28

November

Around the NFC North in Week 13

Around the NFC North

Around the NFC North in week 13

With just five weeks remaining in the 2012 NFL season, we take a look around the NFC North at the matchups and storylines.

In week 13, a bit of Luck visits the Detroit Lions in the form of the Indianapolis Colts while the Seattle Seahawks and Chicago Bears tangle for the third time in as many straight seasons.  The Green Bay Packers come home to host their neighbors to the west, the Minnesota Vikings for the first time in 2012.

This divisional race is starting to take shape with the Bears in first place and the Packers breathing down their necks, a close second.  The Vikings are still alive, to the surprise of many, while the Detroit Lions have made their road to a repeat playoff appearance very difficult.

Here’s the breakdown:

Indianapolis Colts (7-4) at Detroit Lions (4-7)

The surprising Indianapolis Colts come into Detroit to face the struggling Lions.  The Colts find themselves in the thick of the AFC Wild Card race.  While many knew Andrew Luck would eventually turn into a solid NFL quarterback, few would have foreseen the success that this team has had so far in 2012.

With that said, let’s also consider that only one of Indianapolis’ wins have come against a team that would currently be in this year’s playoffs (Packers in week 5).  But they are taking steps in the right direction after having won only two games last season.  At least they’re beating the teams that are struggling (Detroit falls into this category) or just plain bad.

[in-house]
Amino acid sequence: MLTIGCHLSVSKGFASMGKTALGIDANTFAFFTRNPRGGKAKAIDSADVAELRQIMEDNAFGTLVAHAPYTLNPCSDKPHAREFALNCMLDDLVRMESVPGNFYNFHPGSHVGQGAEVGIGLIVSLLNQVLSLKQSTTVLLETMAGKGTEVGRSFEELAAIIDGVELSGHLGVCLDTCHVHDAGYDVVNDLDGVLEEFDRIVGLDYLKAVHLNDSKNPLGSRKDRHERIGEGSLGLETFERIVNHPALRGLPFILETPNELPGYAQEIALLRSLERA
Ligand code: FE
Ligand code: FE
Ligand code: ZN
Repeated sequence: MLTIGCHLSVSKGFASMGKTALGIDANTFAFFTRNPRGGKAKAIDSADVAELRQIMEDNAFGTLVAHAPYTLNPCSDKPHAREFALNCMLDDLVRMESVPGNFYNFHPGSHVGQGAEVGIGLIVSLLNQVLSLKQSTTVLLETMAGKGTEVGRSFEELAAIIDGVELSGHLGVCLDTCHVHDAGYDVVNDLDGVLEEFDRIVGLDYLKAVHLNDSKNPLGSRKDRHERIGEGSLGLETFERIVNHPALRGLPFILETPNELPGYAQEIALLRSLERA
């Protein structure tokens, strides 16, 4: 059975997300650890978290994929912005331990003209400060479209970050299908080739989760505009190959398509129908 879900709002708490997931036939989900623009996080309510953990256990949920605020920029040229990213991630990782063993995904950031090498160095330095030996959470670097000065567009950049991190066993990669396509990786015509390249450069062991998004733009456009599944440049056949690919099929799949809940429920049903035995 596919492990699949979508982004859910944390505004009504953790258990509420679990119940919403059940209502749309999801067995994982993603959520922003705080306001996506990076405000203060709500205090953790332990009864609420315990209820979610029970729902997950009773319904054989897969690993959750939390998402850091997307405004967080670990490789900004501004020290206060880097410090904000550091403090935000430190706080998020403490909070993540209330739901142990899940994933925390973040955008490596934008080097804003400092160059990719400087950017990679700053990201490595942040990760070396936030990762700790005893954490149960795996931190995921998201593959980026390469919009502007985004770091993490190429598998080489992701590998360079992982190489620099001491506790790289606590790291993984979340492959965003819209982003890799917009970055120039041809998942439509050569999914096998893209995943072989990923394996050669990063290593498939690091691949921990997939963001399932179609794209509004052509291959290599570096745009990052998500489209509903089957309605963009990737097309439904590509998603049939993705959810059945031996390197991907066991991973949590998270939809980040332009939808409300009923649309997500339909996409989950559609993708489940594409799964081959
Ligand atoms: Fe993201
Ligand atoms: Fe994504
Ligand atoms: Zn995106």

While the Lions took the Houston Texans to overtime last week, they were unable to get the elusive Thanksgiving Day win and fell to 4-7.

Detroit’s biggest advantage in this game is that it’s at home.  While much has been made of Detroit’s offensive output this season, Indianapolis isn’t far behind.  The Lions rank 2nd in total yards while the Colts are 5th.  I expect this game to be a shootout.  An indoor game featuring two top offenses and two good quarterbacks.

Each team has had their issues on defense that have prevented them from winning some of their close games.  Both teams also have negative give/take ratios heading into this one. Detroit is at (-7) while Indianapolis is at (-14).

1

November

Week 9 Packers Stock Report: NFC North Edition

Through eight weeks, Matt Forte might be the runner-up to Aaron Rodgers for NFC North MVP.

While the Green Bay Packers were enjoying their bye week, some potential challengers for the top seed in the NFC struggled on Sunday. The Saints laid an egg against the Rams. The Giants had to rally to beat the Dolphins, and the Cowboys got destroyed by the Eagles.

Meanwhile, the Lions overcame the power of Tebow to improve to 6-2 and the 49ers took care of business aginst the Browns to improve to 6-1.

In other news, the Vikings got a little bit of good fortune to win their second game and the Bears joined the Packers in taking the week off.

Even though the Packes didn’t play, their stock went up. If you watched any football at all this weekend, you’d be hard pressed to find a team that could beat the Packers right now. But instead of spending another stock report praising all that is right in Cheeseland, lets devote some attention to other stocks throughout the NFC North.

Which players in the NFC North are on the rise and could give the Packers some fits down the stretch? Which players are playing at a steady level and which have dropped off a cliff?

Rising

Matt Forte
Bears RB